Okay, that definitely was a provocative title.
Sorry for that.

But is it actually possible to find the best customer retention strategy ever?

I would say: no, yet yes.

No – Because we have to deal with different fields, different customers and different businesses.
There is no way to avoid them; we will certainly find these big obstacles on our path.

On the other hand, big companies’ strategies have already been published by researchers.
Although they’re not infallible, they do work. But first of all, let’s start by explaining what customer
retention actually means.

Leaving technical explanations to Wikipedia, in my vision customer retention is the Holy Grail of success. According to Bain&Company’s research, a 5% increase in customer retention leads to more than a 25% increase in profits.

Wait, wait… WHAT?!

Yes, you read that right. The reason why this happens is very simple, people tend to buy
more from a given company as time passes by.

Not to mention, the likelihood an existing customer will become a repeat customer is 60%-70%,
whereas the new lead’s one is between 5% and 20%.

I find it hard to believe that some companies spend their whole budget in acquiring new customers.

Now, don’t get me wrong: customer acquisition is crucial if you want to dominate the marketplace. But don’t take your existing customers for granted.

You should be pushing to acquire new customers as much as you do to retain old ones.

Customers like to feel special and unique. Reserve them good offers, and send them a sales letter writing something about their very journey in your company.

Nowadays it’s very simple to get your customer’s data.
Take notes of what their favourite product is, observe their behaviour by using analytics, look at
what remained in their cart. Go the extra mile when it comes to taking care of your customers.

Another essential element is your audience’s engagement: people want to match a brand to a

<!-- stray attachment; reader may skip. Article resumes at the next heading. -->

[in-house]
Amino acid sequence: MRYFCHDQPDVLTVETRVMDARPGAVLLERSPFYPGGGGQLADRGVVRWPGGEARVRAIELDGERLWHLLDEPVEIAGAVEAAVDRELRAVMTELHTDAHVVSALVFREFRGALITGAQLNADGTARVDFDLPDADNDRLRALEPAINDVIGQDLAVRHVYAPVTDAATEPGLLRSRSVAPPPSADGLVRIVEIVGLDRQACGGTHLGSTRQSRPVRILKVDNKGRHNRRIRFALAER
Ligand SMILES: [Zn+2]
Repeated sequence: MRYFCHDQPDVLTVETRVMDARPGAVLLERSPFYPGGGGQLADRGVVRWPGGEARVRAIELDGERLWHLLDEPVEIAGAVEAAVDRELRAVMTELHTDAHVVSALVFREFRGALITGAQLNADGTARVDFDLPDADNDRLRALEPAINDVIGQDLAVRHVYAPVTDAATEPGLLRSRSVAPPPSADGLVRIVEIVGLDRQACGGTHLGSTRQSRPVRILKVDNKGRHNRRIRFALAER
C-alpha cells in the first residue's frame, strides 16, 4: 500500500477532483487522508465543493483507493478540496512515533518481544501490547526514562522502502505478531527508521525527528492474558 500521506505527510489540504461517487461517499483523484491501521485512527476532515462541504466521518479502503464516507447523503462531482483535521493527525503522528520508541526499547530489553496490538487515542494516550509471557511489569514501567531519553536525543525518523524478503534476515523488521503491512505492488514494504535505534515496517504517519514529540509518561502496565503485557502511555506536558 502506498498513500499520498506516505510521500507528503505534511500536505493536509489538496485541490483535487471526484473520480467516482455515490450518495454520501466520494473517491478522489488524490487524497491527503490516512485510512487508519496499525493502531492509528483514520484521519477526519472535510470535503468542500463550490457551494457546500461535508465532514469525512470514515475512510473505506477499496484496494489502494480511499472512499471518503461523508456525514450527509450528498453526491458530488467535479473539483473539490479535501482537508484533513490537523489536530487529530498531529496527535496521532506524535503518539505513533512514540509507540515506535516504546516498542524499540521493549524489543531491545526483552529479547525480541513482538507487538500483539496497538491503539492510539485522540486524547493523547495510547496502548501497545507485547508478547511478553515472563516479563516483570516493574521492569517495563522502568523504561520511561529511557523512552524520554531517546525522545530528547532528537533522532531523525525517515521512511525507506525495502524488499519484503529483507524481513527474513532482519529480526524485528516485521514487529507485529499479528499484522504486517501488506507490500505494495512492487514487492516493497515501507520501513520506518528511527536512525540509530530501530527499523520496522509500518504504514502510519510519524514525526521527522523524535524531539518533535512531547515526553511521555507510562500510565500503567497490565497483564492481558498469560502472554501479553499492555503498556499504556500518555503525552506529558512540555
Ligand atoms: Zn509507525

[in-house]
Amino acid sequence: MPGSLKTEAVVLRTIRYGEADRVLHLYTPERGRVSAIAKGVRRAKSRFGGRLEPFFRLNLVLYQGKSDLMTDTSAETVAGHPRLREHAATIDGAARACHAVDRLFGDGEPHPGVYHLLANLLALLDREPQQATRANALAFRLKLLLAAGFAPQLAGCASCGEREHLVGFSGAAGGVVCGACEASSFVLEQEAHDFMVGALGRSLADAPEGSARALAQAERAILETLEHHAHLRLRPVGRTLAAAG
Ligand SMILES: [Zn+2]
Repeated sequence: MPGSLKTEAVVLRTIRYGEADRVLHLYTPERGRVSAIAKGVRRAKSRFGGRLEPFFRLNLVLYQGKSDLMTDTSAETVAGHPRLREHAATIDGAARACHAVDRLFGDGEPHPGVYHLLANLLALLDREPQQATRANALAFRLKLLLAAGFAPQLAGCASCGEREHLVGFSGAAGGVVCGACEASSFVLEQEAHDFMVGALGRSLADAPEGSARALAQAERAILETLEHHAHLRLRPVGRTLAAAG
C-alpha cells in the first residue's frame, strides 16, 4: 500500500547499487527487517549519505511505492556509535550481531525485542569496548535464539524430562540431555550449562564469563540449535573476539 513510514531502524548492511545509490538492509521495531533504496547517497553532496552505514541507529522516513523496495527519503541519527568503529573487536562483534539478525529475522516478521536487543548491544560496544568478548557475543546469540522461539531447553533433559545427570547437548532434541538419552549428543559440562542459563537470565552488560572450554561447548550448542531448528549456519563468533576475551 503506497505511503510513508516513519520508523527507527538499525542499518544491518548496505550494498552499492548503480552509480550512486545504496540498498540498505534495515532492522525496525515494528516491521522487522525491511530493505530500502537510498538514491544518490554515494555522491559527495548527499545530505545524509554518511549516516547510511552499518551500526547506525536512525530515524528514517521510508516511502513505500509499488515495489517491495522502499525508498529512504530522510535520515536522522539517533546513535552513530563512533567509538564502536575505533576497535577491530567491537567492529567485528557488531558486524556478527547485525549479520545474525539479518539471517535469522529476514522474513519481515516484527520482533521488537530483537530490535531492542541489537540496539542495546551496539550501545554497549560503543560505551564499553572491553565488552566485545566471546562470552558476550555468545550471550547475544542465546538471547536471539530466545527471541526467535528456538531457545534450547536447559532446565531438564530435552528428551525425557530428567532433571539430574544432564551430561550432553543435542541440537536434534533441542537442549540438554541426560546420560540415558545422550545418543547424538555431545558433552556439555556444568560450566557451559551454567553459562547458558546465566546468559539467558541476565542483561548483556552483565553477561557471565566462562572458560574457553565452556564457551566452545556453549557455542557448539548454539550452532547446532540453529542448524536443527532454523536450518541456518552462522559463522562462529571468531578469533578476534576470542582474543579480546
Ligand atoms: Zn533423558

voice. Use social media to be that voice, express your opinion and engage with your audience.
Define your buyer’s persona and write about subjects it could find interesting.

If you don’t know how to achieve that, just have a look at Oreo’s Facebook page and GoPro’s one. They’ve been engaging with their customers at a master level for a few years now.

So, you’re probably thinking: “hmm, maybe retaining customers is worth my interest”.

If so, I have another tip for you.

It might seem kind of unsporting, but your customers’ satisfaction has to be your top priority.
One of my mentors used to say: if it works, then it’s not wrong.

Set your customer expectations lower than what you can provide them with. Customer satisfaction is a measure of how products and services meet or surpass customer expectations, so what would it happen if a company lowered expectations of its service/product before the purchase?

You don’t have to cheat your clients, just don’t unveil them how awesome your service/product
actually is. They will discover it on their own, and that’s the exact moment they will be flocking back to your shop en masse.

So that’s it.

Successful brands master these strategies and find them indispensable.
But let’s get back to the first question of this article for a second.
———————
Is it possible to find the best customer retention strategy ever?
I would say: no, yet yes.
———————
I was about to say goodbye without explaining why I answered (also) yes.
I apologise.

Well, what I meant by “no, yet yes” is that it’s unlikely that we’ll find the best strategy ever (which
even sounds silly), but by reverting the question we’ll find our best strategy ever when it comes to
retaining customers.

Drum roll…

The best strategy ever is changing your mindset.

Instead of focusing all efforts on acquiring new customers, just split them in 50% on acquiring customers and 50% on retaining customers.

Considering that existing customers have already expressed an interest in your product/service,
and are still engaging with the brand, it will be way easier to capitalise on their experience with the
company.

A Squared Online speaker once told me: “bear in mind that if businesses tried to keep customers
as hard as they try to acquire them, they would be in a much, much better place”.

He was definitely right.

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